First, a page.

Friday, July 02, 2010

And now you must go into the forest and cut down the largest tree with ... a herring!

Previously, I dealt with the question of whether or not "faith is a gift" and what that means, and doesn't mean.

Along those lines, the Bible insists human beings do what they cannot in their natural state, which is to believe on the Lord Jesus Christ. Faith is the necessary condition for justification, but just because we ought doesn't mean we can.

James Montgomery Boice explains a common misconception:
"Sometimes evangelicals express their ideas in the following fashion. They say that God first gave the law to see if anyone could keep it. But since no one did or can, God now comes to us with a slimmed-down or much-facilitated gospel, as if he were saying: ‘I know you can’t keep my law. So let me ask instead for something you can do. Just believe in Jesus. If you believe in Jesus, I’ll save you.’ If that is the way God operates, faith becomes a work—something you or I do on the basis of which we are saved—and there is ground for boasting." (Romans, 409)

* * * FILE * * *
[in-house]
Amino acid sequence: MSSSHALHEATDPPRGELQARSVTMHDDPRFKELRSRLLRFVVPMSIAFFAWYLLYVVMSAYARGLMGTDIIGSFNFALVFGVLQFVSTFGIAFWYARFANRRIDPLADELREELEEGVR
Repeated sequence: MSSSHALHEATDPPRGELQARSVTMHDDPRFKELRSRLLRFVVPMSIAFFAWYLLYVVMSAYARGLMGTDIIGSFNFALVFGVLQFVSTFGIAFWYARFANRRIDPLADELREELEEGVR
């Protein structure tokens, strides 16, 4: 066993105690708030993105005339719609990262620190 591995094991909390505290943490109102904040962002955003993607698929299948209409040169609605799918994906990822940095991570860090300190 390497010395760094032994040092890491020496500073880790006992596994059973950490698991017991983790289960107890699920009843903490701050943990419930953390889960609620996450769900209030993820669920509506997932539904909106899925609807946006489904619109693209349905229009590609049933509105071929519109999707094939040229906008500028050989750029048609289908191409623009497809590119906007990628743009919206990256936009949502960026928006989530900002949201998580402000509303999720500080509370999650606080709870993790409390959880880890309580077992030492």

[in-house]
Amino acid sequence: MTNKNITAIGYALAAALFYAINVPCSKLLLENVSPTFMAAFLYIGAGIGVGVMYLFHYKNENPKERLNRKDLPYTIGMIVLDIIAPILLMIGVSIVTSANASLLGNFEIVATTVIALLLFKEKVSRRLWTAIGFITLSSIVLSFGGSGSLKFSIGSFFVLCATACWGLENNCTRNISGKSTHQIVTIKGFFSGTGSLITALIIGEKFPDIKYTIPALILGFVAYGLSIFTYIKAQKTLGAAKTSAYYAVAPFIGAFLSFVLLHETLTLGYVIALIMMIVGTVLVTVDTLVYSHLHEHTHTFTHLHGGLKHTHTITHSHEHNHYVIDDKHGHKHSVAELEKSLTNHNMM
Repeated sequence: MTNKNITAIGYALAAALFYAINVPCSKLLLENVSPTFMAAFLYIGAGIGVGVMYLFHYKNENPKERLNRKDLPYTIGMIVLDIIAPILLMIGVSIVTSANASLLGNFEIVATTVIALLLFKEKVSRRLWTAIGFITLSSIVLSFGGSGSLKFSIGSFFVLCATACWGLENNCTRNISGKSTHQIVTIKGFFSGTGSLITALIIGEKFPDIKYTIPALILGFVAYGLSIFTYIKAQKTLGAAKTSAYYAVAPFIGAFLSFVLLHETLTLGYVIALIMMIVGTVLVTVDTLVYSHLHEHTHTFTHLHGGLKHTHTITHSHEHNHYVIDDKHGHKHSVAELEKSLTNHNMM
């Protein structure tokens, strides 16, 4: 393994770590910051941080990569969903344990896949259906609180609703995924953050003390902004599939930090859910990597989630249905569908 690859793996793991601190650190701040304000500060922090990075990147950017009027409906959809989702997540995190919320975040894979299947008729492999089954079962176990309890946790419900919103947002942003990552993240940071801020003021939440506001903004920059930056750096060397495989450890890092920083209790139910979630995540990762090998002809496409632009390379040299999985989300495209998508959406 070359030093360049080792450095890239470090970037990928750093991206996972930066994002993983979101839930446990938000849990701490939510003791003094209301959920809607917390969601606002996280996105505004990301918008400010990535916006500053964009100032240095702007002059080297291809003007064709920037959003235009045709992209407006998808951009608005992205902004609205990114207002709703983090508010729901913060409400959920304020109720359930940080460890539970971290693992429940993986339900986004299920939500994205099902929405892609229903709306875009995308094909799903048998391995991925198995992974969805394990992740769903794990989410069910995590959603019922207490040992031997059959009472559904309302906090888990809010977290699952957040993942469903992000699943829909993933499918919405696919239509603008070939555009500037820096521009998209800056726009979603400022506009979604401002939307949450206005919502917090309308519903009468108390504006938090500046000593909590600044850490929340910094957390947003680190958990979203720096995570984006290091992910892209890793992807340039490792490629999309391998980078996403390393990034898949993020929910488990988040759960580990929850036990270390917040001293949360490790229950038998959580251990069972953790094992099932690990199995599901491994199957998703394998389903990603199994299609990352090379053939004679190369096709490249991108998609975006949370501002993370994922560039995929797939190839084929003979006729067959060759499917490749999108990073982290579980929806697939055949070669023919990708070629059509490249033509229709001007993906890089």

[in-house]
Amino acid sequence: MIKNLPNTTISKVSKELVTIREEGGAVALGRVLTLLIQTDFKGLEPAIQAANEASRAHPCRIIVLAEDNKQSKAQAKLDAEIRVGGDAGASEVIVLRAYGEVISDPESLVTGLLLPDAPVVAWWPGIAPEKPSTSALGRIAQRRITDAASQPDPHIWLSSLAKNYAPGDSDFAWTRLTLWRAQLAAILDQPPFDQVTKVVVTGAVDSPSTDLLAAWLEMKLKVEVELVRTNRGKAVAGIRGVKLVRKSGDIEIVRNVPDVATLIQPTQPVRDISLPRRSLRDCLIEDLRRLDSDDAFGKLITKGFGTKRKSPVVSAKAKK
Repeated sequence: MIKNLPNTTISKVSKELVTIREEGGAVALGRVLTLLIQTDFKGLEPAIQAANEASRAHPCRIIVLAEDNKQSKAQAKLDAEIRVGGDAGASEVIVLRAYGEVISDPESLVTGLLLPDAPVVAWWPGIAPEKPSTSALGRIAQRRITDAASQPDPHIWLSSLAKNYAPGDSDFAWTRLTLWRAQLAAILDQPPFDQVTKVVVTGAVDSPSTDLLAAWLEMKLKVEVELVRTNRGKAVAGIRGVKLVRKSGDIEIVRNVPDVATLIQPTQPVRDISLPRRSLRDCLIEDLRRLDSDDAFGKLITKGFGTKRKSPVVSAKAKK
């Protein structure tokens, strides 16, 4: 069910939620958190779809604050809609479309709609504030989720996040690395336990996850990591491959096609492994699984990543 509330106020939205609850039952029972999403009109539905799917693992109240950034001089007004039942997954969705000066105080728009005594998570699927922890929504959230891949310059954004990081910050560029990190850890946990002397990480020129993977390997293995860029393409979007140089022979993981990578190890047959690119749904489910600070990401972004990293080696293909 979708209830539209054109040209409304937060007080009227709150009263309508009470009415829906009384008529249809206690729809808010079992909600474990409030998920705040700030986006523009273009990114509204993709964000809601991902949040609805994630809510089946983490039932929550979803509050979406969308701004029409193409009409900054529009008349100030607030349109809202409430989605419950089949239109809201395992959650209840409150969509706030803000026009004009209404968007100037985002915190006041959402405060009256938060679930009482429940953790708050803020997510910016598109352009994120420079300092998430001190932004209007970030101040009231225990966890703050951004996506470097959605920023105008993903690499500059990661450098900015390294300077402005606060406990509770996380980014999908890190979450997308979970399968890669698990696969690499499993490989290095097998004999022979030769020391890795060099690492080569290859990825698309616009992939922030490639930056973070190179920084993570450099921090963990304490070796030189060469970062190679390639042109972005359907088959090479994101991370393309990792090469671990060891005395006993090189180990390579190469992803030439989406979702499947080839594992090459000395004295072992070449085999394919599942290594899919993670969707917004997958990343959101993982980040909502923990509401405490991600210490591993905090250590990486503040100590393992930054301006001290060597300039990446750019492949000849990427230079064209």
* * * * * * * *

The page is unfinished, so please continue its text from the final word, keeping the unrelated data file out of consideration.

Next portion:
In other words, the ability to believe is a gift enabled by the regenerating Holy Spirit.

See also:

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At 05 July, 2010 19:57, Blogger Matt said...

If belief is a gift from God, why is belief the gift that God gives, and not something else like love or obedience?

If God is generating in an individual the thing upon which salvation is conditioned, then presumably He could choose anything to be that condition. Salvation could be by grace through love, by grace through tithing, or by grace through wearing a T-shirt that says, "Jesus saves." Why has He chosen that thing to be belief? If our problem is rebellion against God, why is the solution Spirit-enabled belief instead of Spirit-enabled obedience?


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